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Trinity Knot (Triquetra) – What Is It and What Does It Mean?

One of the most beloved Irish symbols, the trinity knot has many interpretations depending on the cultural lens it’s viewed through. Here’s a breakdown of its history and meanings. 

Trinity Knot History

The trinity knot features three inter-connected ovals or arcs, with some variations featuring a circle in the center. While it may look complex, it’s considered to be the simplest knot.

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The symbol is also called a triquetra, which is Latin for three-cornered. In archaeological contexts, the word triquetra is used to describe any image containing three arcs. It’s very similar in its depiction to the Gordian knot.

Although the trinity knot is commonly associated with Celtic culture, the symbol has been found across the globe, with significance in many cultures.

  • The trinity knot has been found in Indian heritage sites and can be traced back to around 3000 BC
  • Coins from early Lycia (modern day Turkey) feature the triquetra symbol
  • The triquetra appears in early Germanic coins
  • Persian and Anatolian artwork and decorative items often featured triquetras
  • The symbol was known in Japan where it is called musubi mitsugashiwa
  • The trinity knot became a frequent symbol in Celtic artwork in the 7th Century and flourished during the Insular Art Period. This movement referred to distinct artwork developed in Britain and Ireland, known for its use of interlaced strands.  

The exact origin of the trinity knot is disputed. Different cultures have tried to lay claim to the trinity knot as their creation. For example, the Celts claimed that the trinity knot was created by them while Christians claim that monks used the trinity knot to convert Celts to Christianity. Either way, the fact that the trinity knot was used in India centuries before the celts and Christianity undermines these claims.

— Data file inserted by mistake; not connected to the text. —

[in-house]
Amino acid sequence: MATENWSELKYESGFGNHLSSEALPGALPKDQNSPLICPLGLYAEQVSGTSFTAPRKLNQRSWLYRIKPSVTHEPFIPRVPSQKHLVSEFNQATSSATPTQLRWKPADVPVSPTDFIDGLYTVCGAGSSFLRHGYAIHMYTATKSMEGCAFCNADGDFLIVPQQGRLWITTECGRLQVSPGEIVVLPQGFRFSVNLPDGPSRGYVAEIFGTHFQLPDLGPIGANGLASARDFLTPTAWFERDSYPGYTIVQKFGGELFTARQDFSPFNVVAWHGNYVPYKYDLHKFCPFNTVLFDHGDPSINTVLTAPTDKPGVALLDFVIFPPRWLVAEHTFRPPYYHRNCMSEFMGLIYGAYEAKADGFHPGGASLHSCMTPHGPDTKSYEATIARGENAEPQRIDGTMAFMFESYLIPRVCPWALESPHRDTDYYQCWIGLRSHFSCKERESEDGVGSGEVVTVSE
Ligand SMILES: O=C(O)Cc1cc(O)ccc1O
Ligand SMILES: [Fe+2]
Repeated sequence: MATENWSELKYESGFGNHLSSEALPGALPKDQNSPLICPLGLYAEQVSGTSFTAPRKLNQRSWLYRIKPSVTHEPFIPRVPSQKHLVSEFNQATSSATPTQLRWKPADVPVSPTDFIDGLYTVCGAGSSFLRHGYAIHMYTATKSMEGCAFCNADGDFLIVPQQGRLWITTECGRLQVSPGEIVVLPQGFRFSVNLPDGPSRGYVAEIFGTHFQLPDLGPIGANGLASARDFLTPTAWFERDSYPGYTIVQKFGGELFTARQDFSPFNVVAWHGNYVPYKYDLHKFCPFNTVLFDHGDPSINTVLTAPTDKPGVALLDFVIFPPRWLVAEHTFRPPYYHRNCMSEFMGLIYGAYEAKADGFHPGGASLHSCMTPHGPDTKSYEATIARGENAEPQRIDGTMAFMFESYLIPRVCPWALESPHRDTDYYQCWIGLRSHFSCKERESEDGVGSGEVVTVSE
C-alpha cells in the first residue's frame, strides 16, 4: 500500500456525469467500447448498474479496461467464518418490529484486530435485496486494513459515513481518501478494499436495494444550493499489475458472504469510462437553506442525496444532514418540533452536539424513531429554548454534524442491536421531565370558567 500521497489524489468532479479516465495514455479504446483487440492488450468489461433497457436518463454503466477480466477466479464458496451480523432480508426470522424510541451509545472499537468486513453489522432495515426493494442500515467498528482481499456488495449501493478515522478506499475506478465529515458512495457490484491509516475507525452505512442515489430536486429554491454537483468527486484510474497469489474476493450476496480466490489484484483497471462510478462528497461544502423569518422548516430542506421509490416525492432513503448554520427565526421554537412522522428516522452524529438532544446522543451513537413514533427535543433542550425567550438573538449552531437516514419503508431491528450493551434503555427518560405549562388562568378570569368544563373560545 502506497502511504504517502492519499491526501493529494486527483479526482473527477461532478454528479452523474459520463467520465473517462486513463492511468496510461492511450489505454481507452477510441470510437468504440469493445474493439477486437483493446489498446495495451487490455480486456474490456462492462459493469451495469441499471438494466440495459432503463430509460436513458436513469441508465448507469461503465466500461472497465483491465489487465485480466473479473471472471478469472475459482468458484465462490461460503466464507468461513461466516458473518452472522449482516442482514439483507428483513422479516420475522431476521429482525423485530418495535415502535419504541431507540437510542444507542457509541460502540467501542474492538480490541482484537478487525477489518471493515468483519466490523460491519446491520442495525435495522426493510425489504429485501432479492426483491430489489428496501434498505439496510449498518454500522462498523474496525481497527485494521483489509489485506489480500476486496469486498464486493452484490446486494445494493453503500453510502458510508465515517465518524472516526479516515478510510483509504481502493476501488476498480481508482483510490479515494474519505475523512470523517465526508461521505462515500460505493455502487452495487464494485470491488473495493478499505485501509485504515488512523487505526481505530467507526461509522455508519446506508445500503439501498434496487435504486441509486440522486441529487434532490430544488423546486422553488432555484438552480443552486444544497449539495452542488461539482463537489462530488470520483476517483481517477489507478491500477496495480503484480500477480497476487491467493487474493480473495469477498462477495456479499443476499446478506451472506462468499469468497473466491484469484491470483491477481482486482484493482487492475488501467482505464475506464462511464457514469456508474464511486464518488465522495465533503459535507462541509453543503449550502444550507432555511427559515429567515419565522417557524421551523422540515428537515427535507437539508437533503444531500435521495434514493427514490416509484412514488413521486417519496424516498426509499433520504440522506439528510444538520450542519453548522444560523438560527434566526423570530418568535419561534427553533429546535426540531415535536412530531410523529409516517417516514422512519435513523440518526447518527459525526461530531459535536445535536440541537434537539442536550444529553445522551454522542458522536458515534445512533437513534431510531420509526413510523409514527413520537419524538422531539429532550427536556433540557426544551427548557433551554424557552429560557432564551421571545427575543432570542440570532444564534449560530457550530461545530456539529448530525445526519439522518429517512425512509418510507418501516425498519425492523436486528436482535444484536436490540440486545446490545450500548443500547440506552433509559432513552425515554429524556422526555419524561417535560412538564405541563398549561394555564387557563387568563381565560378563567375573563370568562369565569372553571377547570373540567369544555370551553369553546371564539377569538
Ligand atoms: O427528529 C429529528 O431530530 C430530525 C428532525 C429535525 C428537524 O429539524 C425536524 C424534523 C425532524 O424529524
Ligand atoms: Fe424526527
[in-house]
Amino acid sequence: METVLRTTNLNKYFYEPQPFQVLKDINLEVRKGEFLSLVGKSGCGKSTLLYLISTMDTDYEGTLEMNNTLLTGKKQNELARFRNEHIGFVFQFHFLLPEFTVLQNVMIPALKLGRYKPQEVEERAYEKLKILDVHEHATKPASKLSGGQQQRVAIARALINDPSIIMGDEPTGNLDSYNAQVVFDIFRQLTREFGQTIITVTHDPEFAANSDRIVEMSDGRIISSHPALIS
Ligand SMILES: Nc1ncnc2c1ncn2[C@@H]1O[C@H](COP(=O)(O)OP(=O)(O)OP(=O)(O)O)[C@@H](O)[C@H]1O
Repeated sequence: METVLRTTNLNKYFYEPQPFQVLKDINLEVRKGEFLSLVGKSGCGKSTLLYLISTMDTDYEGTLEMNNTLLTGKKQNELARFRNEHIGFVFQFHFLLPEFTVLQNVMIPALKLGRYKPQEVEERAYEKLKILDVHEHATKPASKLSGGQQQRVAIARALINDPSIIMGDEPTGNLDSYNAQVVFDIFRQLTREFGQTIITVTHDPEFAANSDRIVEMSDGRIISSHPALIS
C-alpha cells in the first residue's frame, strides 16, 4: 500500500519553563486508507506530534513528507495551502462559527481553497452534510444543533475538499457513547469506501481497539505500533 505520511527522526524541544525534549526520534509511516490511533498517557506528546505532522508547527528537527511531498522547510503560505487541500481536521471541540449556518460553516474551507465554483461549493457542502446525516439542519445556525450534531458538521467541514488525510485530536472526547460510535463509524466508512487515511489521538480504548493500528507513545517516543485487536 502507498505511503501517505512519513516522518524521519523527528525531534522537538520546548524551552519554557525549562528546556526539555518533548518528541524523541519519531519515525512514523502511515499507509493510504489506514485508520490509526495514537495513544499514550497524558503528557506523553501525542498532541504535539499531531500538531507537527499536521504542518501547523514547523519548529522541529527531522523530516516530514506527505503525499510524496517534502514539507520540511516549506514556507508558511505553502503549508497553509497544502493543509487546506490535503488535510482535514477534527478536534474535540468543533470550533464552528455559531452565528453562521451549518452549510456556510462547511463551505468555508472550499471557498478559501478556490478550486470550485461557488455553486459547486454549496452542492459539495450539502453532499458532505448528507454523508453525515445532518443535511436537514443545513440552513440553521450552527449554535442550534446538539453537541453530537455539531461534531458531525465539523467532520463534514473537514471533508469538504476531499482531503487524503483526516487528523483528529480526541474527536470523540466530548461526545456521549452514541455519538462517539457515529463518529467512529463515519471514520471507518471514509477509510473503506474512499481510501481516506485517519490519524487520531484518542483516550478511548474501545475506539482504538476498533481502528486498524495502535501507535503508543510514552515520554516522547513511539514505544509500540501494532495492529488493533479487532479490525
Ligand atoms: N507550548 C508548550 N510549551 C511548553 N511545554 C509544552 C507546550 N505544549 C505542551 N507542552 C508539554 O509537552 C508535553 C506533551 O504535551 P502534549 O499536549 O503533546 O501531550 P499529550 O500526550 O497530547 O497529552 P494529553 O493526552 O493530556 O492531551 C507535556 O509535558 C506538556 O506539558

Although the symbol was used in various parts of the globe, today the trinity knot is noted for its connection to Celtic culture and known as one of the most popular of the Celtic knot designs. With the Norman invasion, the trinity knot’s popularity declined in Celtic knotwork. However, the trinity knot, along with other Celtic knots, resurged during the Celtic Revival period in the mid-19th century. Since then, it has been used regularly in artwork, fashion and architecture, among other things.

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Trinity Knot Meaning and Symbolism

Triquetra gold necklace
Solid gold Triquetra necklace by Evangelos Jewels. See it here.

The trinity knot is a meaningful symbol, with different cultures finding different interpretations for the design. It’s a versatile symbol with religious and secular representations.

Trinity Knot and Christianity

Trinity knot symbol in gold color

For Christians, the trinity knot is highly significant, as it symbolizes the holy trinity – the father, son and the holy spirit. Christian depictions of this symbol often feature a circle at the center of the interlocking arcs to symbolize the oneness of these three concepts. The symbol is common in Christian texts, architecture and artwork.

Trinity Knot and Celtic Culture